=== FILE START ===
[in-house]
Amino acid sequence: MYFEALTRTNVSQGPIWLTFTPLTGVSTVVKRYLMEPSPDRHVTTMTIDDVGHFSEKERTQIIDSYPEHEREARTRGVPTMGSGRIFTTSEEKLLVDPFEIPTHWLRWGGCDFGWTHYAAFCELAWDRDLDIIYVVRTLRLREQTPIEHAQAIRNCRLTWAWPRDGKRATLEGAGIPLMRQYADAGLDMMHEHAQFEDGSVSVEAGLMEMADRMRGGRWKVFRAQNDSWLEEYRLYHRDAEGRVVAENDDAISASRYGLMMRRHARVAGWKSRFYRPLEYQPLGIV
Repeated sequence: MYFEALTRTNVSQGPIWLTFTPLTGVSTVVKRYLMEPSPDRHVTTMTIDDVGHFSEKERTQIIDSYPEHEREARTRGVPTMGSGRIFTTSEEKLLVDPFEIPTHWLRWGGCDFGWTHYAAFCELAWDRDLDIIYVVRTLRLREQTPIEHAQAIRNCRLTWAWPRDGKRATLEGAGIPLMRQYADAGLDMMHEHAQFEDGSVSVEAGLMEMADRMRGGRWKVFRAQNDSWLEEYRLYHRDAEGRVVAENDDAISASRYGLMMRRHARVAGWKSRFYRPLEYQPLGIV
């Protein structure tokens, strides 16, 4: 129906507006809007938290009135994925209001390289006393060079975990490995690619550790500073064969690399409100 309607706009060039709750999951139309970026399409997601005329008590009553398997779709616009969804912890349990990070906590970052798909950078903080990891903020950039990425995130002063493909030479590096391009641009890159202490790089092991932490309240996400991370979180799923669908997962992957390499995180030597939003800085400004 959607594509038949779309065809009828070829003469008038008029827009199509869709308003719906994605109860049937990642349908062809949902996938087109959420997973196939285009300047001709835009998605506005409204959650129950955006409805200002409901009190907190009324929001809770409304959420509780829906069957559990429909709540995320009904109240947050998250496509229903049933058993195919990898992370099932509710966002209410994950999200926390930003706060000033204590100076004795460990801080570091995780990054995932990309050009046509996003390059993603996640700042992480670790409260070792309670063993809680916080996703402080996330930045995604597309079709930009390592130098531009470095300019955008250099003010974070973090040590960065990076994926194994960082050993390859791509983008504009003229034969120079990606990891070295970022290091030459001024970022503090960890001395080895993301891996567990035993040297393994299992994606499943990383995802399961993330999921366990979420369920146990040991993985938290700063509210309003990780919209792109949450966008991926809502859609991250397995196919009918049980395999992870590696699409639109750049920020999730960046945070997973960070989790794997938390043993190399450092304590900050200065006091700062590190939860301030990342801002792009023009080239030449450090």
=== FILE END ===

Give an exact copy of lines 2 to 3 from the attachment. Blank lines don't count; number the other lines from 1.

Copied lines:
Amino acid sequence: MYFEALTRTNVSQGPIWLTFTPLTGVSTVVKRYLMEPSPDRHVTTMTIDDVGHFSEKERTQIIDSYPEHEREARTRGVPTMGSGRIFTTSEEKLLVDPFEIPTHWLRWGGCDFGWTHYAAFCELAWDRDLDIIYVVRTLRLREQTPIEHAQAIRNCRLTWAWPRDGKRATLEGAGIPLMRQYADAGLDMMHEHAQFEDGSVSVEAGLMEMADRMRGGRWKVFRAQNDSWLEEYRLYHRDAEGRVVAENDDAISASRYGLMMRRHARVAGWKSRFYRPLEYQPLGIV
Repeated sequence: MYFEALTRTNVSQGPIWLTFTPLTGVSTVVKRYLMEPSPDRHVTTMTIDDVGHFSEKERTQIIDSYPEHEREARTRGVPTMGSGRIFTTSEEKLLVDPFEIPTHWLRWGGCDFGWTHYAAFCELAWDRDLDIIYVVRTLRLREQTPIEHAQAIRNCRLTWAWPRDGKRATLEGAGIPLMRQYADAGLDMMHEHAQFEDGSVSVEAGLMEMADRMRGGRWKVFRAQNDSWLEEYRLYHRDAEGRVVAENDDAISASRYGLMMRRHARVAGWKSRFYRPLEYQPLGIV